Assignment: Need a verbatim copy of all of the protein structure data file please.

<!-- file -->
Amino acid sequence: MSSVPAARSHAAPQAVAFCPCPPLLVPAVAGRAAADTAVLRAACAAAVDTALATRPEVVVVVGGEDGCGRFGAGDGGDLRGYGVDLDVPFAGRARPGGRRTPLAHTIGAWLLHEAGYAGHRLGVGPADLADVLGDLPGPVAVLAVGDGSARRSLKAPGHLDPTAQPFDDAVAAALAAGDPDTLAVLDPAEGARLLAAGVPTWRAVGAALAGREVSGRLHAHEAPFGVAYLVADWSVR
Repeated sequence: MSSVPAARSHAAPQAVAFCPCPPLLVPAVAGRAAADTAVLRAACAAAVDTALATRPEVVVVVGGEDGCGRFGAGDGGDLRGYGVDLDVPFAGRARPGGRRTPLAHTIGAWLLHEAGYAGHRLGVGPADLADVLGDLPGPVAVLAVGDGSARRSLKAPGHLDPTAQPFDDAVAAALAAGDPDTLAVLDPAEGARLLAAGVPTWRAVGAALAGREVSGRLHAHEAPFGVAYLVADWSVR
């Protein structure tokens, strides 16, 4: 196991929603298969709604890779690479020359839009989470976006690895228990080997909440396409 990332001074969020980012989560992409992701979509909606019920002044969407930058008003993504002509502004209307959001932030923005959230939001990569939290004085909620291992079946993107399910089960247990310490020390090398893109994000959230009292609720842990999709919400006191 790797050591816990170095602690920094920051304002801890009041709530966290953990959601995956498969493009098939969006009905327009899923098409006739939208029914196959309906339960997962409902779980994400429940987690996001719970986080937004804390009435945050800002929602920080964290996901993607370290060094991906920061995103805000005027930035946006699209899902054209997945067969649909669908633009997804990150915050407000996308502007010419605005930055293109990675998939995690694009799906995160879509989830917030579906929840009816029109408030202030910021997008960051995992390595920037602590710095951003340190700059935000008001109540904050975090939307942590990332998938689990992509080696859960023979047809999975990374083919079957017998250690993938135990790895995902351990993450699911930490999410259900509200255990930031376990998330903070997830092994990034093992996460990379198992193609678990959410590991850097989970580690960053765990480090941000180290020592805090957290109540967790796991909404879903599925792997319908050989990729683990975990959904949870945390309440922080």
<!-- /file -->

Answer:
Amino acid sequence: MSSVPAARSHAAPQAVAFCPCPPLLVPAVAGRAAADTAVLRAACAAAVDTALATRPEVVVVVGGEDGCGRFGAGDGGDLRGYGVDLDVPFAGRARPGGRRTPLAHTIGAWLLHEAGYAGHRLGVGPADLADVLGDLPGPVAVLAVGDGSARRSLKAPGHLDPTAQPFDDAVAAALAAGDPDTLAVLDPAEGARLLAAGVPTWRAVGAALAGREVSGRLHAHEAPFGVAYLVADWSVR
Repeated sequence: MSSVPAARSHAAPQAVAFCPCPPLLVPAVAGRAAADTAVLRAACAAAVDTALATRPEVVVVVGGEDGCGRFGAGDGGDLRGYGVDLDVPFAGRARPGGRRTPLAHTIGAWLLHEAGYAGHRLGVGPADLADVLGDLPGPVAVLAVGDGSARRSLKAPGHLDPTAQPFDDAVAAALAAGDPDTLAVLDPAEGARLLAAGVPTWRAVGAALAGREVSGRLHAHEAPFGVAYLVADWSVR
């Protein structure tokens, strides 16, 4: 196991929603298969709604890779690479020359839009989470976006690895228990080997909440396409 990332001074969020980012989560992409992701979509909606019920002044969407930058008003993504002509502004209307959001932030923005959230939001990569939290004085909620291992079946993107399910089960247990310490020390090398893109994000959230009292609720842990999709919400006191 790797050591816990170095602690920094920051304002801890009041709530966290953990959601995956498969493009098939969006009905327009899923098409006739939208029914196959309906339960997962409902779980994400429940987690996001719970986080937004804390009435945050800002929602920080964290996901993607370290060094991906920061995103805000005027930035946006699209899902054209997945067969649909669908633009997804990150915050407000996308502007010419605005930055293109990675998939995690694009799906995160879509989830917030579906929840009816029109408030202030910021997008960051995992390595920037602590710095951003340190700059935000008001109540904050975090939307942590990332998938689990992509080696859960023979047809999975990374083919079957017998250690993938135990790895995902351990993450699911930490999410259900509200255990930031376990998330903070997830092994990034093992996460990379198992193609678990959410590991850097989970580690960053765990480090941000180290020592805090957290109540967790796991909404879903599925792997319908050989990729683990975990959904949870945390309440922080």